Since 2005, I've been sculpting and painting clay roses and petals to explore meaningful, representative and aesthetic compositions on canvas. A number of series are in development. The latest, Personal Narratives, is choreography in clay, illustrating my personal reverberations on various topics about what it means to be human and our interaction with the natural world, with sculpted movements in petals and roses.
When it comes to the sculpting and painting of thousands and thousands of roses, ritual is revelation. We all engage in daily ritual as each morning we get up and engage in our daily routines. Productivity is our strength. Our accomplishments energize us, give us a sense of identity, well-being and purpose. This is a basic universal truth that stretches across religions, cultures and nations. And though we engage in this 'rinse and repeat' cycle, each day is different, revealing new ideas, new insight, or our own struggles and inadequacies. No two days and no two routines are ever truly the same. The sculpting, painting, arranging and adhering of petals and roses is one of my daily rituals. Hand-crafted petal by petal, over and over and over again, no two roses are the same; each is its own moment in time, its own endeavor, each dictates its own size and its own aesthetic qualities, each is imbued with my mood at the time of its creation - joy, anxiety, fear, hope or even boredom, or more often, some strange mixture of these.
And then each becomes a dedication to never giving up and a commitment to something larger than itself - something that begins small and ends up monumental, something that starts with one and ends with many. Each becomes a part of a whole, a single atom on this extraordinarily complex planet. Each created with the underlying hope that the sum truly is greater than its parts, that there is a magic in coming together, in composition, in community.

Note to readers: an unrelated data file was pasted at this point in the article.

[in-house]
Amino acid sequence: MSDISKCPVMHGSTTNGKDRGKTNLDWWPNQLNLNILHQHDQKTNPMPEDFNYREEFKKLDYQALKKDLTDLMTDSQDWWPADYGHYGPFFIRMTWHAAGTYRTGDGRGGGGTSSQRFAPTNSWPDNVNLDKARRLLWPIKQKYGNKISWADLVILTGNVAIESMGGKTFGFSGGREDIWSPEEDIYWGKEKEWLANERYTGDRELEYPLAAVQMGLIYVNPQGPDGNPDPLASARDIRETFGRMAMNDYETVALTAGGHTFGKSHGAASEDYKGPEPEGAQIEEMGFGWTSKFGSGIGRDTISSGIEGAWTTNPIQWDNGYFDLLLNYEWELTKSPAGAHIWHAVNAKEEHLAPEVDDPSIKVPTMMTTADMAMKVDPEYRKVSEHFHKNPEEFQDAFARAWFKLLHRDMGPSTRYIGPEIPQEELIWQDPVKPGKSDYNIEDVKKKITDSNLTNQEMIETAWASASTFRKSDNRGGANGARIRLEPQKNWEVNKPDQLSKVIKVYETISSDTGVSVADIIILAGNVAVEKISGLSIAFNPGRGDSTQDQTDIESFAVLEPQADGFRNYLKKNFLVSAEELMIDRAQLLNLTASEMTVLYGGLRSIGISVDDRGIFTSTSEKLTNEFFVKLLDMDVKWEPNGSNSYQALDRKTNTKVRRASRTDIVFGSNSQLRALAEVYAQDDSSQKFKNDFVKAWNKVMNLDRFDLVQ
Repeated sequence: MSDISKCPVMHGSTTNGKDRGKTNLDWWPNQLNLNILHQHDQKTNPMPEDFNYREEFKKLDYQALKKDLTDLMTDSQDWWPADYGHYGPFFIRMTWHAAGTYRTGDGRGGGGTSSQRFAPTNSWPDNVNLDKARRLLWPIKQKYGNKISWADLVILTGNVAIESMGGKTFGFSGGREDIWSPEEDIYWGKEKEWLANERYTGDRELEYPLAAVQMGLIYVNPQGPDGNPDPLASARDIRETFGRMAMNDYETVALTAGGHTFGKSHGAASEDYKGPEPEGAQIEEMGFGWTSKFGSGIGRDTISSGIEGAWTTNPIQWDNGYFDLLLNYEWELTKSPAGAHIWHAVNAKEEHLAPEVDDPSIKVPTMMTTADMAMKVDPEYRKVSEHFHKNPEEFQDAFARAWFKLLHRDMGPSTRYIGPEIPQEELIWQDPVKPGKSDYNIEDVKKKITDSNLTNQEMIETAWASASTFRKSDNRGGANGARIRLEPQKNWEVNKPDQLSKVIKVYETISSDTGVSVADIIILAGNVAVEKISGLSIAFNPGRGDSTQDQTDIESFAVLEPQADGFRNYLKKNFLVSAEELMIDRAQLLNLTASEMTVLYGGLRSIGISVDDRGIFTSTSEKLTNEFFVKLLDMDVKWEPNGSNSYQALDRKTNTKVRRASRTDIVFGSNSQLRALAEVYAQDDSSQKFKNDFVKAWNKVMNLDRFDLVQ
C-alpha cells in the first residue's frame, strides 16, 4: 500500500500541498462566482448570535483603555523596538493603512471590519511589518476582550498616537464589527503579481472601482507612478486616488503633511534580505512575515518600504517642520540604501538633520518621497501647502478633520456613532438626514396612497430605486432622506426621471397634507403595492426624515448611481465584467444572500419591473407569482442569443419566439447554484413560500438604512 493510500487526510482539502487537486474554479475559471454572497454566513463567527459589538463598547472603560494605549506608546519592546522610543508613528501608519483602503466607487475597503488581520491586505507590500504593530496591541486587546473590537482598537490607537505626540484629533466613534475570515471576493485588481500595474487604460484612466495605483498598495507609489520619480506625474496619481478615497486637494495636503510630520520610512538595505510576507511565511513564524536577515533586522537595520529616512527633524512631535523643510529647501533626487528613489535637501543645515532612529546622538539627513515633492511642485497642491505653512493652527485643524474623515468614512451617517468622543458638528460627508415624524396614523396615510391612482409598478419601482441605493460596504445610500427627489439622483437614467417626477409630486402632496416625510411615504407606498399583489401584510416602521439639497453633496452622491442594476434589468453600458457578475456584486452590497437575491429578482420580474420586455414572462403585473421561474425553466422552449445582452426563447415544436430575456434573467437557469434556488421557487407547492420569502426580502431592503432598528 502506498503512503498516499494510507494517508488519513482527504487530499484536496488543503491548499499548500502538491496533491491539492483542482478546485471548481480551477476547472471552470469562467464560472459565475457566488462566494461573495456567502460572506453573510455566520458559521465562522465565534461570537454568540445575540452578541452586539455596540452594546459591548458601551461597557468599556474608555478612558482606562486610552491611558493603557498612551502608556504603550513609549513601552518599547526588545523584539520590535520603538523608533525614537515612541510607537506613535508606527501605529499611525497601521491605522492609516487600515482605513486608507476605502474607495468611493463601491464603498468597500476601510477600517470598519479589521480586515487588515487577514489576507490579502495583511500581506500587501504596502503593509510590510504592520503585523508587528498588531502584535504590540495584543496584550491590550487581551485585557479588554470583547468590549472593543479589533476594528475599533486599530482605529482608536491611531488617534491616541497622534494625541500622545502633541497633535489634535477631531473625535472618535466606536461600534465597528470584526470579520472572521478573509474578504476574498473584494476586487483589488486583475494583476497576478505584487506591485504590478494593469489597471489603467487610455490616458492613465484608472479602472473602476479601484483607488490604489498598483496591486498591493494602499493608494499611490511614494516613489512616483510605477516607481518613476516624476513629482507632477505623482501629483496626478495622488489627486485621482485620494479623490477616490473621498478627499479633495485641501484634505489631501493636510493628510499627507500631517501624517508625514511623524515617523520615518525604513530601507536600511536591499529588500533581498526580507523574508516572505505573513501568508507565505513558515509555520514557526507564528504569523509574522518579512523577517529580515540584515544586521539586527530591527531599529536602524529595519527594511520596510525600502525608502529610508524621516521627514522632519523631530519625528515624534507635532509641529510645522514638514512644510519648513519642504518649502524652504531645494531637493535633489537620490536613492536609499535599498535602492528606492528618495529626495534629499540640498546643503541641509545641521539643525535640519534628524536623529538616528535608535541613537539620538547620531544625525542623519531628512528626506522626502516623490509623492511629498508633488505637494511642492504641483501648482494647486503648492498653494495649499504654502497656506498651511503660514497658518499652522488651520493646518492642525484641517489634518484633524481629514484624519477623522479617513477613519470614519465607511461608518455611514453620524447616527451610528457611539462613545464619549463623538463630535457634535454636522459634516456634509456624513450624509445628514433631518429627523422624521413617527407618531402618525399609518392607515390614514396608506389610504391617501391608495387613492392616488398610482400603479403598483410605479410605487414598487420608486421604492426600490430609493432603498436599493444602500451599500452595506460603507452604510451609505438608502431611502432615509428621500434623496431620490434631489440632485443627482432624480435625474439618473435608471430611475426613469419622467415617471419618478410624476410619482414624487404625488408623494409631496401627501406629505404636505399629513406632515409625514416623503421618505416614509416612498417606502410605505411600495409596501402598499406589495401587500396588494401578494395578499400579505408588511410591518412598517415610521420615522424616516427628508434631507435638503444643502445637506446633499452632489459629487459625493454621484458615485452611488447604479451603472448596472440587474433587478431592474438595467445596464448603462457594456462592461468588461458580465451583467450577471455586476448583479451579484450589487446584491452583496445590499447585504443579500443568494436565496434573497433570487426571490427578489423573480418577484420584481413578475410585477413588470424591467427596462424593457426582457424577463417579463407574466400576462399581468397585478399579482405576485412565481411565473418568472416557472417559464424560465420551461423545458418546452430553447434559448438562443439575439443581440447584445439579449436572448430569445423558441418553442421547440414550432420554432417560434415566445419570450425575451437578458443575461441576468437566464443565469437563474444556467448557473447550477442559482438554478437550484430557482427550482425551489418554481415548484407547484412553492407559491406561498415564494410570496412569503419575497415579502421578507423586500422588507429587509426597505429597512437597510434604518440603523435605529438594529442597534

A fourth-generation floral crafter, the subject matter must be genetically imbued! Dating back to the time of my Sicilian great-grandmother, she and my grandmother embroidered flowers and hand-crafted bouquets out of various papers, a tradition still carried on by my Sicilian aunt. A third-generation gardener, my maternal grandmother said that she was most recognizable by her backside, as she was so often bending down, her hands gloveless in the dirt, digging, pruning, weeding and whispering to her flowers. My mother has carried on the tradition as I can attest, the vision of her own backside drawn high up against the summer sun emblazoned forever in my memory as I follow suit, dig gloveless and do the same.